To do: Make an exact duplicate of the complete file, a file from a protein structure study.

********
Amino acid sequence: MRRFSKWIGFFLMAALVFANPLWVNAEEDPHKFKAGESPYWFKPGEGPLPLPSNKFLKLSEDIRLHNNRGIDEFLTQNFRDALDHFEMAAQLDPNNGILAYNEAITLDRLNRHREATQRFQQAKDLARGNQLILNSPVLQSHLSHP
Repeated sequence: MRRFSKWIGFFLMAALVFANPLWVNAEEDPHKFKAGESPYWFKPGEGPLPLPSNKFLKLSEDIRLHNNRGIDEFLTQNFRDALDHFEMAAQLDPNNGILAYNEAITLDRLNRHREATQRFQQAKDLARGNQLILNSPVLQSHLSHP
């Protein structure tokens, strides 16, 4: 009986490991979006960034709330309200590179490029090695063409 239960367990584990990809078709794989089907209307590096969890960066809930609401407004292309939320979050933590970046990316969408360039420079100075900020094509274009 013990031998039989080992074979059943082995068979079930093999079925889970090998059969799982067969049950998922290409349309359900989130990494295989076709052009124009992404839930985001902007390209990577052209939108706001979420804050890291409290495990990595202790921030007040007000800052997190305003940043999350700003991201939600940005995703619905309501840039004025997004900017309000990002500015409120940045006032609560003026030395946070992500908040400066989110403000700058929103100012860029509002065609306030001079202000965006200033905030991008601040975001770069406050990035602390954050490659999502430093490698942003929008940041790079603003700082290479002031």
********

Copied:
Amino acid sequence: MRRFSKWIGFFLMAALVFANPLWVNAEEDPHKFKAGESPYWFKPGEGPLPLPSNKFLKLSEDIRLHNNRGIDEFLTQNFRDALDHFEMAAQLDPNNGILAYNEAITLDRLNRHREATQRFQQAKDLARGNQLILNSPVLQSHLSHP
Repeated sequence: MRRFSKWIGFFLMAALVFANPLWVNAEEDPHKFKAGESPYWFKPGEGPLPLPSNKFLKLSEDIRLHNNRGIDEFLTQNFRDALDHFEMAAQLDPNNGILAYNEAITLDRLNRHREATQRFQQAKDLARGNQLILNSPVLQSHLSHP
């Protein structure tokens, strides 16, 4: 009986490991979006960034709330309200590179490029090695063409 239960367990584990990809078709794989089907209307590096969890960066809930609401407004292309939320979050933590970046990316969408360039420079100075900020094509274009 013990031998039989080992074979059943082995068979079930093999079925889970090998059969799982067969049950998922290409349309359900989130990494295989076709052009124009992404839930985001902007390209990577052209939108706001979420804050890291409290495990990595202790921030007040007000800052997190305003940043999350700003991201939600940005995703619905309501840039004025997004900017309000990002500015409120940045006032609560003026030395946070992500908040400066989110403000700058929103100012860029509002065609306030001079202000965006200033905030991008601040975001770069406050990035602390954050490659999502430093490698942003929008940041790079603003700082290479002031």